Home » Justice Delayed & Justice Denied: Peckford Charter Challenge Thrown Out
“Justice must not only be done, but demonstrably seen to be done.”
–Lord Chief Justice Gordan Heart
Yesterday, associate Chief Justice of the federal court Jocelyn Gagne dismissed the Peckford Charter challenge (along with the three other related lawsuits) concerning the federal Liberal government’s travel ban against unvaccinated Canadians. The Honourable Brian Peckford is the last surviving signatory to the Charter of Rights and Freedoms (and also Chairman of TBOF).
To be clear, the Judge did not find against Peckford et al. Rather, the federal government requested that the court to refuse to hear the case on the basis of “mootness”. That is, because the federal government had already removed (in truth, only “suspended”) the travel ban, there was no “live issue” before the court and therefore should be dismissed. Justice Gagne agreed.
Peckford’s challenge concerned the Ministerial orders that prohibited unvaccinated Canadians from travelling by plane within or out of Canada. Peckford raised the challenge in January 2022 and despite the order severely impacting the Charter rights of over 6 million Canadians, the court decided to not hear the matter until Fall 2022.
In August, parties began to present evidence. As journalists then noted, it was brought to light that the government could not provide any scientific justification for its vaccine mandates, and moreover that not a single Department or public servant recommended them to government: they were always a purely political decision. Despite the government having suspended the travel mandates in June, they only motioned in September to have the entire lawsuit thrown out as moot.
Both parties and the court agreed that the case should be heard expeditiously. In agreeing to consider the mootness application, Justice Gagne committed to render a decision in 10 days. She took 30, then ruled for the government, and refused to provide reasons at this time (“reasons will follow later”).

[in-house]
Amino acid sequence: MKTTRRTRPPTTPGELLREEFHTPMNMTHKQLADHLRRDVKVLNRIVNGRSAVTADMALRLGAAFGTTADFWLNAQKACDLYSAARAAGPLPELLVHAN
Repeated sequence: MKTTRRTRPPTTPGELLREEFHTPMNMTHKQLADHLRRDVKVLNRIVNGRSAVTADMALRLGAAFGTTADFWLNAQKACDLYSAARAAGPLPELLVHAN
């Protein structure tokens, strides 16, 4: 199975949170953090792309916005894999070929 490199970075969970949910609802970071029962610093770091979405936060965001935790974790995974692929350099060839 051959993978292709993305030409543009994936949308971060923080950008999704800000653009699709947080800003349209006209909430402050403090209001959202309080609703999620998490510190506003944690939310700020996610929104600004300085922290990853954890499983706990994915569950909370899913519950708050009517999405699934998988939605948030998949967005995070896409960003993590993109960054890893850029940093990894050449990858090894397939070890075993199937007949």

The entire handling of these challenges is a grave miscarriage of justice, and part of a deeply concerning trend occurring in Canada, both generally, and in particular concerning any attempt to hold the provincial or federal governments accountable for their pandemic policies.
The legal doctrine of mootness enables the courts to efficiently manage their limited resources by agreeing to not continue hearing a dispute that has, for whatever reason, become “academic or hypothetical” which could include that the controversy between the parties no longer exists or that a decision would not impact it.
We do not know Justice Gagne’s reasons yet, but we do know that the government argued that because the travel mandate was rescinded, there was no restriction on Peckford’s rights and therefore no “controversy” or issue to decide on, and that even a decision in Peckford’s favour would be moot as the policy was gone.
However, the doctrine of mootness also considers whether the underlying issue, even if legitimately moot in their specific circumstances, is of a particularly adversarial context or concerning the public interest in such a manner to justify expending the courts resources to fully consider and rule on the matter.
It appears that Justice Gagne has decided that determining whether the current or future governments can severely restrict Canadians’ travel rights on the basis of medical status is an issue that is not worth examining.